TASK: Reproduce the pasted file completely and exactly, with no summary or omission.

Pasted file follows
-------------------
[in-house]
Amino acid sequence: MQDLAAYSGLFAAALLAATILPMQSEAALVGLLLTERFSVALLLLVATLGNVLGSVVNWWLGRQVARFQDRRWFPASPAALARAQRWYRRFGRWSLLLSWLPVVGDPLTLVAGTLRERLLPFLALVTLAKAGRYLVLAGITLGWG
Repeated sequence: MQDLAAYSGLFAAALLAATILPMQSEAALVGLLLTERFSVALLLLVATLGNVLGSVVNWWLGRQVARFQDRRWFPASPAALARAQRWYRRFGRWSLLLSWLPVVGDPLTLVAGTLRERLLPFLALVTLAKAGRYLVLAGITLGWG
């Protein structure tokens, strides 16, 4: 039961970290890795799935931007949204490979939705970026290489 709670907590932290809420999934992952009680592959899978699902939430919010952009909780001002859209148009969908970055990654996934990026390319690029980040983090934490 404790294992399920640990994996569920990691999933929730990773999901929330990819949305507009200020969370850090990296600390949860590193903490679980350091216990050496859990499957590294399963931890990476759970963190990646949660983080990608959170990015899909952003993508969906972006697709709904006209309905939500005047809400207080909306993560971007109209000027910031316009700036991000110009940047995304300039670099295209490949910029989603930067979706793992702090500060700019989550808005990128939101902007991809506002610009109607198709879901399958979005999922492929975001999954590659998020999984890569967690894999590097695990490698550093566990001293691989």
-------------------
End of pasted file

[in-house]
Amino acid sequence: MQDLAAYSGLFAAALLAATILPMQSEAALVGLLLTERFSVALLLLVATLGNVLGSVVNWWLGRQVARFQDRRWFPASPAALARAQRWYRRFGRWSLLLSWLPVVGDPLTLVAGTLRERLLPFLALVTLAKAGRYLVLAGITLGWG
Repeated sequence: MQDLAAYSGLFAAALLAATILPMQSEAALVGLLLTERFSVALLLLVATLGNVLGSVVNWWLGRQVARFQDRRWFPASPAALARAQRWYRRFGRWSLLLSWLPVVGDPLTLVAGTLRERLLPFLALVTLAKAGRYLVLAGITLGWG
């Protein structure tokens, strides 16, 4: 039961970290890795799935931007949204490979939705970026290489 709670907590932290809420999934992952009680592959899978699902939430919010952009909780001002859209148009969908970055990654996934990026390319690029980040983090934490 404790294992399920640990994996569920990691999933929730990773999901929330990819949305507009200020969370850090990296600390949860590193903490679980350091216990050496859990499957590294399963931890990476759970963190990646949660983080990608959170990015899909952003993508969906972006697709709904006209309905939500005047809400207080909306993560971007109209000027910031316009700036991000110009940047995304300039670099295209490949910029989603930067979706793992702090500060700019989550808005990128939101902007991809506002610009109607198709879901399958979005999922492929975001999954590659998020999984890569967690894999590097695990490698550093566990001293691989």